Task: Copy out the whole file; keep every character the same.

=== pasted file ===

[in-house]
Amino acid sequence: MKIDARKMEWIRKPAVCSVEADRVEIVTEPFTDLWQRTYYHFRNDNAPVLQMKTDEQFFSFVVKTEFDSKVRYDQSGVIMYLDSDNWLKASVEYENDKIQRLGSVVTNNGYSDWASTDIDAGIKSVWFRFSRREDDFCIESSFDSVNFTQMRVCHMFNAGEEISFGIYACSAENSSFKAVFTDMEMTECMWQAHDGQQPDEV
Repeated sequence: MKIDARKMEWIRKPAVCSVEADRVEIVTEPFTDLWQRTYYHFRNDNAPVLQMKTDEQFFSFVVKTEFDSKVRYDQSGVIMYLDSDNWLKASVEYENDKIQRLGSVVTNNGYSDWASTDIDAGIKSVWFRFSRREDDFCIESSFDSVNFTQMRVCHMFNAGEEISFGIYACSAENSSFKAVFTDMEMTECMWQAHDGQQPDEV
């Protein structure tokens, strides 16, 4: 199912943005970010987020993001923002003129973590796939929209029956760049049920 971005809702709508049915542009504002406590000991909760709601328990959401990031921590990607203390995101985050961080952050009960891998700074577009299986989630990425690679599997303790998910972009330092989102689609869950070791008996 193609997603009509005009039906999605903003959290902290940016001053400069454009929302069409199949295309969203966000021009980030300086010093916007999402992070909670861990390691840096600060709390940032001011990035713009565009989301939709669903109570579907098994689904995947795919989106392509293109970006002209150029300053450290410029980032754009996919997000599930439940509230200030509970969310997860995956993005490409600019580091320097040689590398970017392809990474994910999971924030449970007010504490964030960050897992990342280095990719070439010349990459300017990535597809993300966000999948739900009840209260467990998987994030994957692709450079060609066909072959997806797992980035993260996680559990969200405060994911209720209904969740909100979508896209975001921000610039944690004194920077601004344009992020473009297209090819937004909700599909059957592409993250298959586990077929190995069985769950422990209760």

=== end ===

[in-house]
Amino acid sequence: MKIDARKMEWIRKPAVCSVEADRVEIVTEPFTDLWQRTYYHFRNDNAPVLQMKTDEQFFSFVVKTEFDSKVRYDQSGVIMYLDSDNWLKASVEYENDKIQRLGSVVTNNGYSDWASTDIDAGIKSVWFRFSRREDDFCIESSFDSVNFTQMRVCHMFNAGEEISFGIYACSAENSSFKAVFTDMEMTECMWQAHDGQQPDEV
Repeated sequence: MKIDARKMEWIRKPAVCSVEADRVEIVTEPFTDLWQRTYYHFRNDNAPVLQMKTDEQFFSFVVKTEFDSKVRYDQSGVIMYLDSDNWLKASVEYENDKIQRLGSVVTNNGYSDWASTDIDAGIKSVWFRFSRREDDFCIESSFDSVNFTQMRVCHMFNAGEEISFGIYACSAENSSFKAVFTDMEMTECMWQAHDGQQPDEV
């Protein structure tokens, strides 16, 4: 199912943005970010987020993001923002003129973590796939929209029956760049049920 971005809702709508049915542009504002406590000991909760709601328990959401990031921590990607203390995101985050961080952050009960891998700074577009299986989630990425690679599997303790998910972009330092989102689609869950070791008996 193609997603009509005009039906999605903003959290902290940016001053400069454009929302069409199949295309969203966000021009980030300086010093916007999402992070909670861990390691840096600060709390940032001011990035713009565009989301939709669903109570579907098994689904995947795919989106392509293109970006002209150029300053450290410029980032754009996919997000599930439940509230200030509970969310997860995956993005490409600019580091320097040689590398970017392809990474994910999971924030449970007010504490964030960050897992990342280095990719070439010349990459300017990535597809993300966000999948739900009840209260467990998987994030994957692709450079060609066909072959997806797992980035993260996680559990969200405060994911209720209904969740909100979508896209975001921000610039944690004194920077601004344009992020473009297209090819937004909700599909059957592409993250298959586990077929190995069985769950422990209760």